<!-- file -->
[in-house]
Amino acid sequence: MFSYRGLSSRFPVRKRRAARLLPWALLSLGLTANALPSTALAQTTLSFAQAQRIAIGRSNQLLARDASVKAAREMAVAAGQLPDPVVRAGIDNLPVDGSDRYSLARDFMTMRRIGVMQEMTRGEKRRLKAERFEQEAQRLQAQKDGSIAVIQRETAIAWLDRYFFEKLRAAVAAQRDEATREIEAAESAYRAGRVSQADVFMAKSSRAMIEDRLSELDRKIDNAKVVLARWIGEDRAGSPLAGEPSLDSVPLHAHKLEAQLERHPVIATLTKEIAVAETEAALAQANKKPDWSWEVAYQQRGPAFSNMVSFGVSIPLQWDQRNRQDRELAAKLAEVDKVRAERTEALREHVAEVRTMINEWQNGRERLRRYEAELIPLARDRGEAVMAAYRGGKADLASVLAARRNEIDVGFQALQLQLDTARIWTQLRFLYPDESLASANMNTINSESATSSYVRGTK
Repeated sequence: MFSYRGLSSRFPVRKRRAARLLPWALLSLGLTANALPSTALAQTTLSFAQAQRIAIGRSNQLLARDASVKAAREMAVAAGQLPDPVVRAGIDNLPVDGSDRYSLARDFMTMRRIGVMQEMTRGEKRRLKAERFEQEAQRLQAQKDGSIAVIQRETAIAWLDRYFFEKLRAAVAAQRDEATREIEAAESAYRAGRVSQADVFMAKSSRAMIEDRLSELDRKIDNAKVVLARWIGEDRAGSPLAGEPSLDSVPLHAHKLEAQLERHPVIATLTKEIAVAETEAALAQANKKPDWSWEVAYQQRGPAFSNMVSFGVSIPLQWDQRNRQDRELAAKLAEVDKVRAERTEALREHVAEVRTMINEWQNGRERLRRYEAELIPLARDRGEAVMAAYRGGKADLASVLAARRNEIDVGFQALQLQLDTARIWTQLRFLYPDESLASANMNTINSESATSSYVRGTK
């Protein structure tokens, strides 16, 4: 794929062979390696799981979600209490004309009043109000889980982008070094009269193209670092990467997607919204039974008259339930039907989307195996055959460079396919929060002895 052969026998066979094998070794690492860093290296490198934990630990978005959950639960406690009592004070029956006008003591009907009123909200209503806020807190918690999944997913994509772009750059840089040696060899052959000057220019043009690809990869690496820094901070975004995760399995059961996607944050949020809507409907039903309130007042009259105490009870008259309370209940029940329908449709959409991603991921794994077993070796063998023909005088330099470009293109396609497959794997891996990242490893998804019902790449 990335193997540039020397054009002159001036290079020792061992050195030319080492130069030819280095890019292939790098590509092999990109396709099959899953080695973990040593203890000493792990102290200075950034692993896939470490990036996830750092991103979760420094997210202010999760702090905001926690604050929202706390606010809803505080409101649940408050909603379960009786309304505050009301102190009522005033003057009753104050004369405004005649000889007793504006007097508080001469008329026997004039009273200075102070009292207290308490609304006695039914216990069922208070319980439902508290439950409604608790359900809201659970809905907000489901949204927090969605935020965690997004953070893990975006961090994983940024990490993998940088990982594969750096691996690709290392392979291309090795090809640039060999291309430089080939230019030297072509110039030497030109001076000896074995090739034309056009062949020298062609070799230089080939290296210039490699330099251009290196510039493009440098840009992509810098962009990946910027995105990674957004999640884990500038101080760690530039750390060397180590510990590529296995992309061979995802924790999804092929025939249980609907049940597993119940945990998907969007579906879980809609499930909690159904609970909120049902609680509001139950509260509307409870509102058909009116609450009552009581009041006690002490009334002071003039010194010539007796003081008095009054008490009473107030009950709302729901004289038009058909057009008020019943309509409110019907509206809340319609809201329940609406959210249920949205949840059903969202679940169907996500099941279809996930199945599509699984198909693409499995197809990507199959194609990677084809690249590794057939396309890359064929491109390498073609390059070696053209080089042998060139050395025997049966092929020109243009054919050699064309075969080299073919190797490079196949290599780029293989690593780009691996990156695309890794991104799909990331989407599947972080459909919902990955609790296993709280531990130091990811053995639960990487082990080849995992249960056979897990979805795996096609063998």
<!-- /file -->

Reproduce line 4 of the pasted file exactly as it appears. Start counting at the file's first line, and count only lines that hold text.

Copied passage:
């Protein structure tokens, strides 16, 4: 794929062979390696799981979600209490004309009043109000889980982008070094009269193209670092990467997607919204039974008259339930039907989307195996055959460079396919929060002895 052969026998066979094998070794690492860093290296490198934990630990978005959950639960406690009592004070029956006008003591009907009123909200209503806020807190918690999944997913994509772009750059840089040696060899052959000057220019043009690809990869690496820094901070975004995760399995059961996607944050949020809507409907039903309130007042009259105490009870008259309370209940029940329908449709959409991603991921794994077993070796063998023909005088330099470009293109396609497959794997891996990242490893998804019902790449 990335193997540039020397054009002159001036290079020792061992050195030319080492130069030819280095890019292939790098590509092999990109396709099959899953080695973990040593203890000493792990102290200075950034692993896939470490990036996830750092991103979760420094997210202010999760702090905001926690604050929202706390606010809803505080409101649940408050909603379960009786309304505050009301102190009522005033003057009753104050004369405004005649000889007793504006007097508080001469008329026997004039009273200075102070009292207290308490609304006695039914216990069922208070319980439902508290439950409604608790359900809201659970809905907000489901949204927090969605935020965690997004953070893990975006961090994983940024990490993998940088990982594969750096691996690709290392392979291309090795090809640039060999291309430089080939230019030297072509110039030497030109001076000896074995090739034309056009062949020298062609070799230089080939290296210039490699330099251009290196510039493009440098840009992509810098962009990946910027995105990674957004999640884990500038101080760690530039750390060397180590510990590529296995992309061979995802924790999804092929025939249980609907049940597993119940945990998907969007579906879980809609499930909690159904609970909120049902609680509001139950509260509307409870509102058909009116609450009552009581009041006690002490009334002071003039010194010539007796003081008095009054008490009473107030009950709302729901004289038009058909057009008020019943309509409110019907509206809340319609809201329940609406959210249920949205949840059903969202679940169907996500099941279809996930199945599509699984198909693409499995197809990507199959194609990677084809690249590794057939396309890359064929491109390498073609390059070696053209080089042998060139050395025997049966092929020109243009054919050699064309075969080299073919190797490079196949290599780029293989690593780009691996990156695309890794991104799909990331989407599947972080459909919902990955609790296993709280531990130091990811053995639960990487082990080849995992249960056979897990979805795996096609063998």